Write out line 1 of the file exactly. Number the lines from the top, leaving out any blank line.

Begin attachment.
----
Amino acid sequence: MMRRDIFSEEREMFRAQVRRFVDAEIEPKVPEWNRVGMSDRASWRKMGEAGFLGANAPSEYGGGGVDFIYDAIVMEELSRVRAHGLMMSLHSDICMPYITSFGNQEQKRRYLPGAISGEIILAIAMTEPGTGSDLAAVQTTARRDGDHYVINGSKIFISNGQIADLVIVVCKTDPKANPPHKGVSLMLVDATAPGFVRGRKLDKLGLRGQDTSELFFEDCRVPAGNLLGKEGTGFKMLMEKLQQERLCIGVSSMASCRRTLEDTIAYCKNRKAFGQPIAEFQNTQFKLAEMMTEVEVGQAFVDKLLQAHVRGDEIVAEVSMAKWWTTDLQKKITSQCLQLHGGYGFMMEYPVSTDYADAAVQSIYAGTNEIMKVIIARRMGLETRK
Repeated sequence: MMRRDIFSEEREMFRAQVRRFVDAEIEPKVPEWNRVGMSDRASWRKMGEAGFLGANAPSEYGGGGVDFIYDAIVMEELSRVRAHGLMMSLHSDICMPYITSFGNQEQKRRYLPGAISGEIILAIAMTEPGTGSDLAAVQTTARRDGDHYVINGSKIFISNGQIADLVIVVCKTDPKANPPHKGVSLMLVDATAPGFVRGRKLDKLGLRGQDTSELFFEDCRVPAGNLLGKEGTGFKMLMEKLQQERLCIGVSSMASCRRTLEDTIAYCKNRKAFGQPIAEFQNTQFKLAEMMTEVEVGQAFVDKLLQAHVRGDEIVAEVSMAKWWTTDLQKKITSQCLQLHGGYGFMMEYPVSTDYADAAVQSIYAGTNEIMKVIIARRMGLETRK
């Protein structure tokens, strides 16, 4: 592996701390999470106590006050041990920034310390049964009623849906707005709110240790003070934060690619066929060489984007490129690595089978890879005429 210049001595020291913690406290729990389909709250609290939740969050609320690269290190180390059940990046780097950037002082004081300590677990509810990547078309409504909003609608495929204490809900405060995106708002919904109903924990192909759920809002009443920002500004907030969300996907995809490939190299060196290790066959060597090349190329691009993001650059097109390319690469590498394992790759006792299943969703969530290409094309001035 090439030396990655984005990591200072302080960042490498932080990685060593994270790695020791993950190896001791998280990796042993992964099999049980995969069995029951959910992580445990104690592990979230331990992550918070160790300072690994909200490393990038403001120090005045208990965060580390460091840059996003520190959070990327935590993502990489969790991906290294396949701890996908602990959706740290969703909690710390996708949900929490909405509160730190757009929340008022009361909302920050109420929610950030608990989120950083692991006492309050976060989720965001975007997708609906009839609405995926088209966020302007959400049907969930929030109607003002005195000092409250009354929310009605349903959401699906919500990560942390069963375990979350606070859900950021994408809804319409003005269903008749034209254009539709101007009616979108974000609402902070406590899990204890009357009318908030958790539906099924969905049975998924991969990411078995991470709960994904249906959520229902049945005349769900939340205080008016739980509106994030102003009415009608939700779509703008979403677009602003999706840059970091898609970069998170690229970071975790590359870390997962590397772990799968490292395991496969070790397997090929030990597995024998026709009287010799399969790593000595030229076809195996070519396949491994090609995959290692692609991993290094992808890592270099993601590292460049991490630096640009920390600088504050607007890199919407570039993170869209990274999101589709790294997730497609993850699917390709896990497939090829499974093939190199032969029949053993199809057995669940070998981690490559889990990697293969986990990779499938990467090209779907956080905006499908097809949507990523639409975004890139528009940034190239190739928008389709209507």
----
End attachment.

Amino acid sequence: MMRRDIFSEEREMFRAQVRRFVDAEIEPKVPEWNRVGMSDRASWRKMGEAGFLGANAPSEYGGGGVDFIYDAIVMEELSRVRAHGLMMSLHSDICMPYITSFGNQEQKRRYLPGAISGEIILAIAMTEPGTGSDLAAVQTTARRDGDHYVINGSKIFISNGQIADLVIVVCKTDPKANPPHKGVSLMLVDATAPGFVRGRKLDKLGLRGQDTSELFFEDCRVPAGNLLGKEGTGFKMLMEKLQQERLCIGVSSMASCRRTLEDTIAYCKNRKAFGQPIAEFQNTQFKLAEMMTEVEVGQAFVDKLLQAHVRGDEIVAEVSMAKWWTTDLQKKITSQCLQLHGGYGFMMEYPVSTDYADAAVQSIYAGTNEIMKVIIARRMGLETRK